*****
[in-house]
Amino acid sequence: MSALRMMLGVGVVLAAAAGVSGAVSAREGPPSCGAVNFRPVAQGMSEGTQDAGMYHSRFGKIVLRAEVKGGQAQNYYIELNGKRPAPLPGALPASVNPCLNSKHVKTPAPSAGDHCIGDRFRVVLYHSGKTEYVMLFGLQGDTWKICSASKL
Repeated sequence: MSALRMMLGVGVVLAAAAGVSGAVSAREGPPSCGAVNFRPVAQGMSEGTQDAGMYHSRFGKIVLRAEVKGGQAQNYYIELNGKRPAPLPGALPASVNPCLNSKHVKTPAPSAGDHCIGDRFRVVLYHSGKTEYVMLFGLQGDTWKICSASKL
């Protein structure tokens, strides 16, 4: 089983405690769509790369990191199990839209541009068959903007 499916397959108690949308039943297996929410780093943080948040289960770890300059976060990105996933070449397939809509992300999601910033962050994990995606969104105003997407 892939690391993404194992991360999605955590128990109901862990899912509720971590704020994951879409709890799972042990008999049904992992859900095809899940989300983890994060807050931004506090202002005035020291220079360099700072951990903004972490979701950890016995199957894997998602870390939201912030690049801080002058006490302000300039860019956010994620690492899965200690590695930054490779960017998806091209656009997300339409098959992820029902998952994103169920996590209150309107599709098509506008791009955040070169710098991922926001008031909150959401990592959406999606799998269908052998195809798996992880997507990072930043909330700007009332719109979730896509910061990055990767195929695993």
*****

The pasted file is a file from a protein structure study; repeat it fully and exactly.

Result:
[in-house]
Amino acid sequence: MSALRMMLGVGVVLAAAAGVSGAVSAREGPPSCGAVNFRPVAQGMSEGTQDAGMYHSRFGKIVLRAEVKGGQAQNYYIELNGKRPAPLPGALPASVNPCLNSKHVKTPAPSAGDHCIGDRFRVVLYHSGKTEYVMLFGLQGDTWKICSASKL
Repeated sequence: MSALRMMLGVGVVLAAAAGVSGAVSAREGPPSCGAVNFRPVAQGMSEGTQDAGMYHSRFGKIVLRAEVKGGQAQNYYIELNGKRPAPLPGALPASVNPCLNSKHVKTPAPSAGDHCIGDRFRVVLYHSGKTEYVMLFGLQGDTWKICSASKL
């Protein structure tokens, strides 16, 4: 089983405690769509790369990191199990839209541009068959903007 499916397959108690949308039943297996929410780093943080948040289960770890300059976060990105996933070449397939809509992300999601910033962050994990995606969104105003997407 892939690391993404194992991360999605955590128990109901862990899912509720971590704020994951879409709890799972042990008999049904992992859900095809899940989300983890994060807050931004506090202002005035020291220079360099700072951990903004972490979701950890016995199957894997998602870390939201912030690049801080002058006490302000300039860019956010994620690492899965200690590695930054490779960017998806091209656009997300339409098959992820029902998952994103169920996590209150309107599709098509506008791009955040070169710098991922926001008031909150959401990592959406999606799998269908052998195809798996992880997507990072930043909330700007009332719109979730896509910061990055990767195929695993």